The Michael Jackson documentary, "This is It", included a behind-the-scenes look at Michael Jackson’s preparation for his final tour, that tragically would never happen. In one scene, he has an exchange with the keyboard player that goes roughly as follows:
Michael Jackson (to keyboard player) : That isn’t right
Keyboard player : How do you want it? I can do it anyway you want it.
Michael Jackson : Just make it sound like on my CD.
I recall laughing at that time, thinking yeah "just like the CD". What the keyboard player had been doing sounded like the CD to me, but apparently to Michael, it was off.
Obviously my untrained ear didn’t know what to look for. Had I been playing keyboard, the instruction of "make it sound like the CD" wouldn’t have helped me at all. I would need him to break it down for me into something more tangible. E.g Faster, slower, louder, softer, etc…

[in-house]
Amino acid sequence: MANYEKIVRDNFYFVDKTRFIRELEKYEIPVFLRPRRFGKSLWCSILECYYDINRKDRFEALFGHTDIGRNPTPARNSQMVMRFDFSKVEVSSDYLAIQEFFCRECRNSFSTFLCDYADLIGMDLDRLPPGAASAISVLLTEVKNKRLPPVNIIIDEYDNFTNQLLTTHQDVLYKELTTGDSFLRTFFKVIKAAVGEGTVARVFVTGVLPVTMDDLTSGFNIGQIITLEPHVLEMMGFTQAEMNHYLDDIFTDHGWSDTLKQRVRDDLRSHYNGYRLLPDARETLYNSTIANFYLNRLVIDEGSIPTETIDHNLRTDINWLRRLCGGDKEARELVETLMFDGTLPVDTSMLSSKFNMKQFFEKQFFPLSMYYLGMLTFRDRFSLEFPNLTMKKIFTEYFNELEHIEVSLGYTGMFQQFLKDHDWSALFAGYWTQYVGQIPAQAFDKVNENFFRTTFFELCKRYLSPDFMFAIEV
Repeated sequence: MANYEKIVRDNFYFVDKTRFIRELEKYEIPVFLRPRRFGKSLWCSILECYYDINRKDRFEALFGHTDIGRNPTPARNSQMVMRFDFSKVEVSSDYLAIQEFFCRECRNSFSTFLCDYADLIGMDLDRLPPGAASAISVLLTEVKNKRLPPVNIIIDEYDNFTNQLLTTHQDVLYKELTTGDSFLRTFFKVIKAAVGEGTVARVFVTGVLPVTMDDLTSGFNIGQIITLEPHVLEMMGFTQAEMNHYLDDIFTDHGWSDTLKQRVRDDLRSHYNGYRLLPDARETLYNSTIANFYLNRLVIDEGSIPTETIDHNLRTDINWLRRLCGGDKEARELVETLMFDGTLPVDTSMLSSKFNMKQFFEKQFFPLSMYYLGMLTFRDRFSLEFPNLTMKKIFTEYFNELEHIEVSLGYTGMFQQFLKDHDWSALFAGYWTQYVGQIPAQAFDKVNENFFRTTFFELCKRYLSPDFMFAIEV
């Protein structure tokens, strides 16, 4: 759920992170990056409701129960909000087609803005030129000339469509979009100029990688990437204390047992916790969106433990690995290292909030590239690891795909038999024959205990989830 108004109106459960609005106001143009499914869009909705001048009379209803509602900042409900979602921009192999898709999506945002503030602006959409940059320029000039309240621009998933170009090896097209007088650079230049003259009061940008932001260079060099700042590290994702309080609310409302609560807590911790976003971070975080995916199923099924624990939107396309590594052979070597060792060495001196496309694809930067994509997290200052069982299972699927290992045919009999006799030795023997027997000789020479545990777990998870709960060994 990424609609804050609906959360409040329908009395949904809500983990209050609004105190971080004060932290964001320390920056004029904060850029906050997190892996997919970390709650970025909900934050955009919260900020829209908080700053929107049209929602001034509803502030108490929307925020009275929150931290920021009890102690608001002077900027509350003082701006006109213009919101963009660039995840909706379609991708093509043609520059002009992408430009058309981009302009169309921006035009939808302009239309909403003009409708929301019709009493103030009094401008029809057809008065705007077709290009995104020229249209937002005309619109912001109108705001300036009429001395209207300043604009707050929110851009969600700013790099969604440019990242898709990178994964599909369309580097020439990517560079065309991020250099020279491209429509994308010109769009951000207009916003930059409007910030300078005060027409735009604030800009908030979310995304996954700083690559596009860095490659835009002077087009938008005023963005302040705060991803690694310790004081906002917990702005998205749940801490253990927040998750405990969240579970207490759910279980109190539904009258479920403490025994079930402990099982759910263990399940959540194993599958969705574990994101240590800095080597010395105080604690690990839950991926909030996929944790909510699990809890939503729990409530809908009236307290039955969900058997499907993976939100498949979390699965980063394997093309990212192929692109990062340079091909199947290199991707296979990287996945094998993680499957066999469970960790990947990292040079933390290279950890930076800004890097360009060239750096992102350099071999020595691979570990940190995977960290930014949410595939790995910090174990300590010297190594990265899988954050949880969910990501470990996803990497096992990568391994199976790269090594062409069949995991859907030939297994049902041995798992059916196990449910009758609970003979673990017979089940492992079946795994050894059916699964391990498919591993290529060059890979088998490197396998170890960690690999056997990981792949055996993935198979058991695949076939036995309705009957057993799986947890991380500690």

User interface design is very similar to music in this sense. When we use a well-designed UI, it just "feels" nice, but we may not know why. Those who are skilled in design may be able to break a successful design down into components - but the rest of us can only sit and marvel at the magic.
I have blogged, in the past, about UI design in Codename One. In this tutorial, I walk, step by step, through the process of converting a PSD file into a mobile app. Unfortunately, upon re-reading that tutorial, I realize that I completely skipped one of the most important steps. I essentially began with "let’s make our app look just like the design", but I didn’t describe what it meant to look "just like the design". In this blog post, I’d like to unpack what "just like the design" means to me, in the context of mobile app development.
So, what does "Just like the design" mean? A broad overview is that fonts, colors, padding, margin, and alignment must match the design. In addition, the sections of the UI must be retained correctly. The last part (sections), is most relevant when adapting the UI to different screen sizes. Below, I go into detail on each of these aspects of design.
I come from the "programming" side of the fence. I don’t have any formal design training, other than having read a few books on the subject, and tips that I have picked in in past projects by actual designers.